New NYS Housing Regulation Requires Discover of Incapacity Lodging Rights, However Pattern Company Type Raises Considerations for Metropolis Buildings

Seyfarth Synopsis: New York state co-operatives and landlords are required by a new law to notify tenants in writing of their right to request reasonable accommodation or changes due to a disability by Thursday, April 1, 2021.

What the new law requires

The new law (here) amends the existing provisions of Section 296 of New York State Human Rights Act (“NYSHRL”), which prohibits discrimination in homes on the basis of disability. Housing providers must write to current and prospective tenants that they “have the right to request reasonable changes or accommodation if they have a disability[.]In addition, the law stipulates that the notice should be published conspicuously. On or before April 1, 2021Housing providers must send or transmit the required written notice to existing tenants and prominently publish this notice in the building. Thereafter, new tenants must be notified in writing within 30 days of the start of the rental period.

The specific form of the announcement as well as the details of the posting obligations are subject to the as yet pending implementing regulations of the Department of Human Rights of the State of New York (“Department”). What the department has released is a sample notification form (here). In particular, the department’s sample form includes not only statements that allow tenants with disabilities to legally apply for accommodation, but also examples of such requests, accessible design requirements for covered buildings, and information on how agencies can submit complaints against providers of housing who do not comply.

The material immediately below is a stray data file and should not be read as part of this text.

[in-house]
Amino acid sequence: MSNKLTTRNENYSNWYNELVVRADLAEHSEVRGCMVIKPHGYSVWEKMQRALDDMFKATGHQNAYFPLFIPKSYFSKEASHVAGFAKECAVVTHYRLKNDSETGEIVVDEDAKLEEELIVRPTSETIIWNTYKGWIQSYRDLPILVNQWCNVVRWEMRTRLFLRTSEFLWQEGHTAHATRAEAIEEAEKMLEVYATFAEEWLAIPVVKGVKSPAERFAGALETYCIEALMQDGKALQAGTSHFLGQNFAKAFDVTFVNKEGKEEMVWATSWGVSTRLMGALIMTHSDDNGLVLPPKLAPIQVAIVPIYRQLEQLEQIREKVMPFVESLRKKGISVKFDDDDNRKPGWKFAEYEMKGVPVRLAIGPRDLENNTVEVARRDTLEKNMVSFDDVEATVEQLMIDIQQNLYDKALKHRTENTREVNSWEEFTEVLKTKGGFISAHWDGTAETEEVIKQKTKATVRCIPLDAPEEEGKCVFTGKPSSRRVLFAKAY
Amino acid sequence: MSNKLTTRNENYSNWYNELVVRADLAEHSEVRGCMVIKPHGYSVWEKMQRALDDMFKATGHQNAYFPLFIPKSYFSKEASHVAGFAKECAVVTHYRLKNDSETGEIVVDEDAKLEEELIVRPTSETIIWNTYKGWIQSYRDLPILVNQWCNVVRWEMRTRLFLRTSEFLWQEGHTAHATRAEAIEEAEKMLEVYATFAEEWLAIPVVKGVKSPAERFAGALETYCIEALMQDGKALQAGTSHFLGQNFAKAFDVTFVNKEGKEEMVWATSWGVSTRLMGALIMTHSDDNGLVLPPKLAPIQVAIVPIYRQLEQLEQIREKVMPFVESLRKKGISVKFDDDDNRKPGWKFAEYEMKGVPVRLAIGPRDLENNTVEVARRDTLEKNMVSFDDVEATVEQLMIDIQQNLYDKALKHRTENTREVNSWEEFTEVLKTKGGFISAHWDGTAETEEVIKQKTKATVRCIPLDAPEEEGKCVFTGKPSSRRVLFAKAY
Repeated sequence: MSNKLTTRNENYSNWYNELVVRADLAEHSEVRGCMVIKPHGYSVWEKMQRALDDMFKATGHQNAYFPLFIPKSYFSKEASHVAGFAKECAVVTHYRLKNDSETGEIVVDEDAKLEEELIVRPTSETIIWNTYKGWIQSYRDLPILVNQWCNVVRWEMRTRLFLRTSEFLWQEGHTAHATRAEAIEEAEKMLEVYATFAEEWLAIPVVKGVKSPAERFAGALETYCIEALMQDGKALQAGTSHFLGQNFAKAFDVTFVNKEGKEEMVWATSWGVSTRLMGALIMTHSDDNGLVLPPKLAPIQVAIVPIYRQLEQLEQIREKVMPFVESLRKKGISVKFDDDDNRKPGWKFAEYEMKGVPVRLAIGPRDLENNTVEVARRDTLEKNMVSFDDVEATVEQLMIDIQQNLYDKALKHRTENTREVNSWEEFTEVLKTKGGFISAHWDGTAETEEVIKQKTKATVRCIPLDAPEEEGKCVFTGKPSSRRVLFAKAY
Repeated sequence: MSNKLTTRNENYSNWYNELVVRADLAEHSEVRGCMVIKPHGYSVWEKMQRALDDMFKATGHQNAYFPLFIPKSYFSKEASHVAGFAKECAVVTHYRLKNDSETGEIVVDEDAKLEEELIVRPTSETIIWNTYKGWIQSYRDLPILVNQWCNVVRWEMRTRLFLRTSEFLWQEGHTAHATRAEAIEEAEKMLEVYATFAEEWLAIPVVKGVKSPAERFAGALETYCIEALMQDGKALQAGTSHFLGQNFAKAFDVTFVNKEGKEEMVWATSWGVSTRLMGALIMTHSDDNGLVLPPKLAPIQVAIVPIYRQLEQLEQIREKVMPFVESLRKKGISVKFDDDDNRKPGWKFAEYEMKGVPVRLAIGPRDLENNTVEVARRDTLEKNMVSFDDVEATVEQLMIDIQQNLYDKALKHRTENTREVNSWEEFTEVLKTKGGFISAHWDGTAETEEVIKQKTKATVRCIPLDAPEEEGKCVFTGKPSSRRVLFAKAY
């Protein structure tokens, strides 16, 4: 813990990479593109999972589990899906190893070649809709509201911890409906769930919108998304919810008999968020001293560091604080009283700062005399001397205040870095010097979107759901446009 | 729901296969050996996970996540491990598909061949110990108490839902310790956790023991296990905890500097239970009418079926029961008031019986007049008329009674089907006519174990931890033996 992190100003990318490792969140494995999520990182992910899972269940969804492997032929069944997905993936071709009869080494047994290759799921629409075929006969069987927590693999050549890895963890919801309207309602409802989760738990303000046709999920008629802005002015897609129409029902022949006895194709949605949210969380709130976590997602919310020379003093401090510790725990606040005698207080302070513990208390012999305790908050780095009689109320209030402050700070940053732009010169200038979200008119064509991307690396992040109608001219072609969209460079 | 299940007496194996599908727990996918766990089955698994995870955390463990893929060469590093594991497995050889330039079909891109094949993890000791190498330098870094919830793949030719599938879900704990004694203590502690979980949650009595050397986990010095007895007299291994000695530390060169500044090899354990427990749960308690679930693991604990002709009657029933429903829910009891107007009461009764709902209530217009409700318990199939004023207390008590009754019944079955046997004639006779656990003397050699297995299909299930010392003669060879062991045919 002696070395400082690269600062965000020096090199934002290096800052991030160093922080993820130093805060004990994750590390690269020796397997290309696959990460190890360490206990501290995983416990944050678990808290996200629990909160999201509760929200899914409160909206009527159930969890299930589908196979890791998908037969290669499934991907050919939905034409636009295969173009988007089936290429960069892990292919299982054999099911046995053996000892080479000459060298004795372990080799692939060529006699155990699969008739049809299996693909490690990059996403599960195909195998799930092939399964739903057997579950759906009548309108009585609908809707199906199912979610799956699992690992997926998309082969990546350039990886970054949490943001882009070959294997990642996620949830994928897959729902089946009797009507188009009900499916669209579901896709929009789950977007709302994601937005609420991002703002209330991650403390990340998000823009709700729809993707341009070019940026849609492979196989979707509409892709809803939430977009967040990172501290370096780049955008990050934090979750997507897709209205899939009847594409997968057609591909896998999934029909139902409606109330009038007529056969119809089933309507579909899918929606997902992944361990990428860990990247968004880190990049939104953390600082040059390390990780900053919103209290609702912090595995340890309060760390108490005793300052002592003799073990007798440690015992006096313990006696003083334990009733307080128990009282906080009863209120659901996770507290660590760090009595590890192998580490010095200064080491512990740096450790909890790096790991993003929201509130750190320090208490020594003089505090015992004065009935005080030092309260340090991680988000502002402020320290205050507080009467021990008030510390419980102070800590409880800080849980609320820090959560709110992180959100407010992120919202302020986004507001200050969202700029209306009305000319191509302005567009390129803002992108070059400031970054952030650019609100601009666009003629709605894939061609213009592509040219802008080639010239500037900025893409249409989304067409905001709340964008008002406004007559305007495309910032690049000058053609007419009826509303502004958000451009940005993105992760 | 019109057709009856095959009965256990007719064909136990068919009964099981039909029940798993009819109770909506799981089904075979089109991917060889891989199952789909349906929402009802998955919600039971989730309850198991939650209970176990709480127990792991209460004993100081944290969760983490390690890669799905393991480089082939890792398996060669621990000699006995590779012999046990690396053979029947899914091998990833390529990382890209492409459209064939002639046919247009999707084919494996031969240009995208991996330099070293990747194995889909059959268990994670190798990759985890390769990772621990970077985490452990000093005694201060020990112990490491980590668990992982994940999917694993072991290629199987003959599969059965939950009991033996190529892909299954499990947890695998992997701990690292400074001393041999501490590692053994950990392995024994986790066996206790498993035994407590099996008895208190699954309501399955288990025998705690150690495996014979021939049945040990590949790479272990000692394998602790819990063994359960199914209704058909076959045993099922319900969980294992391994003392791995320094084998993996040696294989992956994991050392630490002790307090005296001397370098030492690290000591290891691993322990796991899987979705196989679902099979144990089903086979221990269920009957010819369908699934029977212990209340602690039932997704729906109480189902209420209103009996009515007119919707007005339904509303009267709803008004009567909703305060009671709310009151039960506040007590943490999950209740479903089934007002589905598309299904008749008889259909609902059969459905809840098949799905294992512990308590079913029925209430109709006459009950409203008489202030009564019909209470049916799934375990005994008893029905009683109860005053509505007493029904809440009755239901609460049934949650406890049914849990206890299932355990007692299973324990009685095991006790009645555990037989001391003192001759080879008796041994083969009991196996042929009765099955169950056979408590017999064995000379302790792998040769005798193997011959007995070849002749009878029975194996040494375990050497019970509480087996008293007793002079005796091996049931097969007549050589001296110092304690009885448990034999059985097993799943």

Which housing providers are insured?

The new law applies to all housing providers who rent apartments, units or apartments, including but not limited to publicly supported housing. Residents entitled to terminate include, for example, shareholders and sub-tenants of cooperatives, tenants of rental apartment buildings and tenants of single or multi-family houses. Condominiums do not appear to be required to notify shareholders as the law restricts obligations to “tenants” (however, individual condominium owners who rent or lease their units may be required to act as landlords) .


For buildings in New York City, note that there are important differences between the NYSHRL and the New York Human Rights Act (the “City Act”). The city law was interpreted to offer people with disabilities more anti-discrimination protection than the NYSHRL, including by shifting more housing costs to the housing provider. Although the department’s website states that the sample form complies with the new law, we believe that certain examples do not necessarily comply with the existing requirements of city law and may cause confusion in this regard. Distributing a bulk mailing of accommodation examples can also affect the number of related inquiries and inquiries that housing providers receive. Insured housing providers should consult an experienced lawyer to determine how to meet the requirements of the new law.

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